Great post! I found the explanation of the Holland’s Publication Model particularly helpful in understanding the process of latent class analysis. It made me realize that this technique can be used to identify unobserved subpopulations within a larger population, which can be valuable in various research applications. Thank you for sharing your insights!

    • Karen Grace-Martin says

      It’s used to answer a similar research question, but there are key differences. LCA uses all categorical variables and is a measurement model. Cluster analysis uses continuous variables and isn’t measuring a latent construct. It’s based on distances.

  2. Jon K Peck says

    Latent class analysis is available in SPSS Statistics via the PLS (Regression > Partial Least Squares) or STATS LATENT CLASS (Loglinear > Latent Class Analysis) extension commands.

  3. Meghna Chakraborty says

    Hi, I would like to estimate the different factors influencing the child restraint use. I have two age groups of children, 0 to 3 years, and 4 to 7 years. My independent variables are driver age, race, gender, vehicle type etc. Can I run an LCM model using the children group as a latent class? Do you think, I am getting it conceptually right? Please suggest. Thank you very much!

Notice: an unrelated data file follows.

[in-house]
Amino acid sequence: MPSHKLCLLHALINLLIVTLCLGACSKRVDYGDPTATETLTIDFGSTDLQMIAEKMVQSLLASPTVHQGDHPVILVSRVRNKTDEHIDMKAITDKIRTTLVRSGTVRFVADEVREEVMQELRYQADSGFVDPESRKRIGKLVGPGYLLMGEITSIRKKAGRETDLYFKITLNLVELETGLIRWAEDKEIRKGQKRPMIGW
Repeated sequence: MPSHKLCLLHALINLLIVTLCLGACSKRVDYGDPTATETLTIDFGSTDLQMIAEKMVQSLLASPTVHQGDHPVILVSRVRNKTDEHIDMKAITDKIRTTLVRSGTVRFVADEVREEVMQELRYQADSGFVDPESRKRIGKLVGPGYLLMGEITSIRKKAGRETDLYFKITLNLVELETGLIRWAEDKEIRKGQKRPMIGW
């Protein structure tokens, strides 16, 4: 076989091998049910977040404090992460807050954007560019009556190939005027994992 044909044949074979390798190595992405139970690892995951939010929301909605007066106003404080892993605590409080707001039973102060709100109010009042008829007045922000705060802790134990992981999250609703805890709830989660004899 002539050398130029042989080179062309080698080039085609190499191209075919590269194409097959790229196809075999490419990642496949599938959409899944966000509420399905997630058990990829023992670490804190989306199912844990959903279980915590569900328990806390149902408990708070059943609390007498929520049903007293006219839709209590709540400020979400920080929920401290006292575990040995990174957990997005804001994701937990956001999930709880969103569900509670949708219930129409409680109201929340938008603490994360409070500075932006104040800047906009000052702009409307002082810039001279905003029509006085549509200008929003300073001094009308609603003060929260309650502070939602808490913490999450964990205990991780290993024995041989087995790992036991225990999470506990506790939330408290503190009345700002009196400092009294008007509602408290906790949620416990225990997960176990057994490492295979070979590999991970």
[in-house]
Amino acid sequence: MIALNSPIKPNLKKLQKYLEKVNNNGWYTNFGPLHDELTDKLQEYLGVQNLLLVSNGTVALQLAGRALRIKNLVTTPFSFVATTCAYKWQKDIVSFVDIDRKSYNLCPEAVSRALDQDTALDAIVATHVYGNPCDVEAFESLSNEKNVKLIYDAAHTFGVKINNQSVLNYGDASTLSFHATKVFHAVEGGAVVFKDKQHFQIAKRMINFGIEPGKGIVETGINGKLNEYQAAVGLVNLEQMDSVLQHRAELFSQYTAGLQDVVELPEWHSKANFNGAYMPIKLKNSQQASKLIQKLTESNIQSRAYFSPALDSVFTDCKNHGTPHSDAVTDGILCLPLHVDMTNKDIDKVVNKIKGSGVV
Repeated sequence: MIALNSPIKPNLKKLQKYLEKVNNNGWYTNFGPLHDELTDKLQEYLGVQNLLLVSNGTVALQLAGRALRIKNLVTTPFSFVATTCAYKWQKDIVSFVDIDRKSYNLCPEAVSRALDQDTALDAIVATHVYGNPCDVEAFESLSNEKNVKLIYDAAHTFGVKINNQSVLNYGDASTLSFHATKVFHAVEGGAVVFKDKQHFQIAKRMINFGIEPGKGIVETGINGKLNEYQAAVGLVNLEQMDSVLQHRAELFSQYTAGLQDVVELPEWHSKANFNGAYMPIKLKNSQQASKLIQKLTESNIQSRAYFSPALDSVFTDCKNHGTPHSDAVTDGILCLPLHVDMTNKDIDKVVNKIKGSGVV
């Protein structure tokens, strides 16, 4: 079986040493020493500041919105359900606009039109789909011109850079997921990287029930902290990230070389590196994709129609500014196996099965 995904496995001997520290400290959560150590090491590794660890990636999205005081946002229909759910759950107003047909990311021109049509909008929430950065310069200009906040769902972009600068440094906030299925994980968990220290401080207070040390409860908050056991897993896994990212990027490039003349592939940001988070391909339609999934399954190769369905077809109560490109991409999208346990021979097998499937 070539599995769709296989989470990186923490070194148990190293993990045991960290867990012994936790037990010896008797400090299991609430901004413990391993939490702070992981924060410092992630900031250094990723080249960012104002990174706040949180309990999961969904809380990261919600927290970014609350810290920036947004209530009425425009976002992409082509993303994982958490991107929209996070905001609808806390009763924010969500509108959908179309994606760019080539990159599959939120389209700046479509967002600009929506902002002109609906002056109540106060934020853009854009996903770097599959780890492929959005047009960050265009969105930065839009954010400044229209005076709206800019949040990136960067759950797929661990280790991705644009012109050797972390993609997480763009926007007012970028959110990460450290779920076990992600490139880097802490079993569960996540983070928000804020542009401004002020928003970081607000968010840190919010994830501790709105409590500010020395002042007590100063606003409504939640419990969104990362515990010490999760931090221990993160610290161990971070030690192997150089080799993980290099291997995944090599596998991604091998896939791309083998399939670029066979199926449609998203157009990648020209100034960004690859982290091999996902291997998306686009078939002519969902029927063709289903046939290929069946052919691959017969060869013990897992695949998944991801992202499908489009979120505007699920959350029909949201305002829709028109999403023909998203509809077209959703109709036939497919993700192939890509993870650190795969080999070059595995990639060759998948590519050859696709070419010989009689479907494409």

• Karen Grace-Martin says

      Hi Meghna,

      I don’t think so. The latent classes are groupings you don’t actually know, but are inferring from patterns in the data. I assume you have observed data on the child’s age?

  4. Annette Ponnock says

    I have card sort data and I want to run an LCA to determine classes of people who grouped cards similarly. How would I go about doing that?

  5. Ella Ganio says

    our survey is all about learning facilities and environment.these are the choices that will be used. is this a 4 point or 5 point likert scale?

    4-Very satisfied 3–satisfied 2–slightly satisfied 1–not satisfied 0-No Experience in the facility

    would i solve for 0 too?

    • Karen Grace-Martin says

      Ella, It’s not really a 5-point scale b/c 0 isn’t part of the ordering. It’s a qualitatively different category. So this variable isn’t entirely ordinal, but it certainly is categorical, so you can definitely use LCA on it.